Actually I am just going to go ahead and post her response to my social security post:
This is a fascinating discussion. I have a couple of things to add. Nick’s point that social security is not “insurance” is an important one; many people misunderstand how the system works, in part because the Social Security Administration purposefully sold the program in a particular way. Our payroll taxes are helping to fund current beneficiaries, and the vast majority of beneficiaries use way more money than they ever put in. In terms of the capacity of the private market to ensure economic security for the “retired”/aged, this is debatable (and I don’t know enough of what economists have to say to offer any definitive answer). I would add that old-age poverty was in fact very high before OAI/OASDI (“Social Security”) and frankly remained high until expansions in the program in the 1960s/1970s (I’m not sure the date of the NY study that Nick mentions), and it was a tremendous burden on many working-class families to care for family members who could no longer work (keeping in mind that industrial and agricultural labor were both very hard on the bodies and that access to medical care was difficult and expensive) – one of the motives for the program was to reduce that burden on the children of the aged. Roosevelt opposed an opt-out for the same reason Obama’s health care mandate is a mandate for all, because if everyone does not participate, the program will not work; the goal was to make this program a universal one (which exclusions prevented but which has come closer to being the case over time) with legitimacy and with political support (the reason for insisting on payroll contributions and the language of “insurance” was precisely to create buy-in and remove the program from any stigma of “government welfare”).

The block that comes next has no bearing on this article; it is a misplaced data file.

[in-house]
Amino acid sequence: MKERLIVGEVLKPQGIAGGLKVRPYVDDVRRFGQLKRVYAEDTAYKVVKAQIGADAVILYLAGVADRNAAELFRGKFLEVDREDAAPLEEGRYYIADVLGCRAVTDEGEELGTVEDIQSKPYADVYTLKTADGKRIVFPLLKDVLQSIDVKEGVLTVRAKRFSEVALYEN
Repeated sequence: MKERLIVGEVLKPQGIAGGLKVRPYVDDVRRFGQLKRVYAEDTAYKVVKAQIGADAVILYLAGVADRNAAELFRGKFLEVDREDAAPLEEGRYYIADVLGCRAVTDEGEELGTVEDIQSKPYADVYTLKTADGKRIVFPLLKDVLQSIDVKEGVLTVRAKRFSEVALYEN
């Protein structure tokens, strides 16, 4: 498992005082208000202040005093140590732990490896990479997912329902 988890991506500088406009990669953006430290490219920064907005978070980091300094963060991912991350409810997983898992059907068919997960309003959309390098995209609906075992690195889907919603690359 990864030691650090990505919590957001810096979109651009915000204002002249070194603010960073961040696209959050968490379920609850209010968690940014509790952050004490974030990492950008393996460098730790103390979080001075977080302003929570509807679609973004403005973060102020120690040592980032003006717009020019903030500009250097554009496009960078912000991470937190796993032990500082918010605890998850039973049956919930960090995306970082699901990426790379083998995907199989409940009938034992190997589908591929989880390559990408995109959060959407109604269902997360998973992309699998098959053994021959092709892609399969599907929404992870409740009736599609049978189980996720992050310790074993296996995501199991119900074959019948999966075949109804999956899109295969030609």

As for relying on the private market for retirement (individual savings), this is frankly problematic. The only way to ensure that one’s money does not erode with inflation is to “invest” it (all of our private retirement funds are thus investments via mutual funds, etc.), but the stock market is not guaranteed — as our most recent financial crisis revealed, individuals who worked very hard to save over the years can easily lose everything. It is thus a gamble. One might get a much better deal, or one might get a much worse one.
I recognize the frustration of younger generations who resent payroll taxes that they fear will not “pay off” in their future. At the same time, I don’t see Social Security as a “fraud,” and I fear that some charges against its viability are overblown (from what I understand, most economists believe that a few adjustments can secure the system) and frankly political (a way to discredit the program, urge privatization, and more broadly discredit government social provision). But these are certainly issues that people of different ideologies can legitimately debate.
I am Nick and the study she mentions is the one quoted by Professor Woods in his lecture.